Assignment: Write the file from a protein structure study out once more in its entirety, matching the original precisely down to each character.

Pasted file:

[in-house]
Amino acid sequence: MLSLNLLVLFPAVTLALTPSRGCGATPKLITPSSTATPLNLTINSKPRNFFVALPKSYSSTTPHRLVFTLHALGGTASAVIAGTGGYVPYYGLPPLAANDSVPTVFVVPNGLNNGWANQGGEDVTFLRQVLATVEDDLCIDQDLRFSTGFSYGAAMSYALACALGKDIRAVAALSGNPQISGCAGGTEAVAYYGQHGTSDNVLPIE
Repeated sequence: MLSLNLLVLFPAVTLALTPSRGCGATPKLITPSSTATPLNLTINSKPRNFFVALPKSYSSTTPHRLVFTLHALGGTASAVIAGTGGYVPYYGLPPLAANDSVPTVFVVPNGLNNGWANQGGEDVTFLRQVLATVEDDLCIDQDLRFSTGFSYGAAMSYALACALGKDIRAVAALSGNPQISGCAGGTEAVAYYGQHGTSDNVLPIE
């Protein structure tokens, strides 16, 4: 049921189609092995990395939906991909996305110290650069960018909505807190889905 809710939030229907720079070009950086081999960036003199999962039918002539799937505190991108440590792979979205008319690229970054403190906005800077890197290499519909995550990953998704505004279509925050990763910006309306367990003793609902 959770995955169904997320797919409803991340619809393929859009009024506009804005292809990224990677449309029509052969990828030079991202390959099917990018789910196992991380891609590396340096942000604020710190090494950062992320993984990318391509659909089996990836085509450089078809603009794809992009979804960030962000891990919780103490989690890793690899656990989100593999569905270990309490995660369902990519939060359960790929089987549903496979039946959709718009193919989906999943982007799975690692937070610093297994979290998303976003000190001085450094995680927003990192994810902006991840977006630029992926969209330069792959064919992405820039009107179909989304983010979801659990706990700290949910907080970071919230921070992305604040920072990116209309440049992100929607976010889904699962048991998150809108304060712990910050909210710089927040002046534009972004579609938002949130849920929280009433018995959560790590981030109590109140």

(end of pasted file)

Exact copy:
[in-house]
Amino acid sequence: MLSLNLLVLFPAVTLALTPSRGCGATPKLITPSSTATPLNLTINSKPRNFFVALPKSYSSTTPHRLVFTLHALGGTASAVIAGTGGYVPYYGLPPLAANDSVPTVFVVPNGLNNGWANQGGEDVTFLRQVLATVEDDLCIDQDLRFSTGFSYGAAMSYALACALGKDIRAVAALSGNPQISGCAGGTEAVAYYGQHGTSDNVLPIE
Repeated sequence: MLSLNLLVLFPAVTLALTPSRGCGATPKLITPSSTATPLNLTINSKPRNFFVALPKSYSSTTPHRLVFTLHALGGTASAVIAGTGGYVPYYGLPPLAANDSVPTVFVVPNGLNNGWANQGGEDVTFLRQVLATVEDDLCIDQDLRFSTGFSYGAAMSYALACALGKDIRAVAALSGNPQISGCAGGTEAVAYYGQHGTSDNVLPIE
């Protein structure tokens, strides 16, 4: 049921189609092995990395939906991909996305110290650069960018909505807190889905 809710939030229907720079070009950086081999960036003199999962039918002539799937505190991108440590792979979205008319690229970054403190906005800077890197290499519909995550990953998704505004279509925050990763910006309306367990003793609902 959770995955169904997320797919409803991340619809393929859009009024506009804005292809990224990677449309029509052969990828030079991202390959099917990018789910196992991380891609590396340096942000604020710190090494950062992320993984990318391509659909089996990836085509450089078809603009794809992009979804960030962000891990919780103490989690890793690899656990989100593999569905270990309490995660369902990519939060359960790929089987549903496979039946959709718009193919989906999943982007799975690692937070610093297994979290998303976003000190001085450094995680927003990192994810902006991840977006630029992926969209330069792959064919992405820039009107179909989304983010979801659990706990700290949910907080970071919230921070992305604040920072990116209309440049992100929607976010889904699962048991998150809108304060712990910050909210710089927040002046534009972004579609938002949130849920929280009433018995959560790590981030109590109140």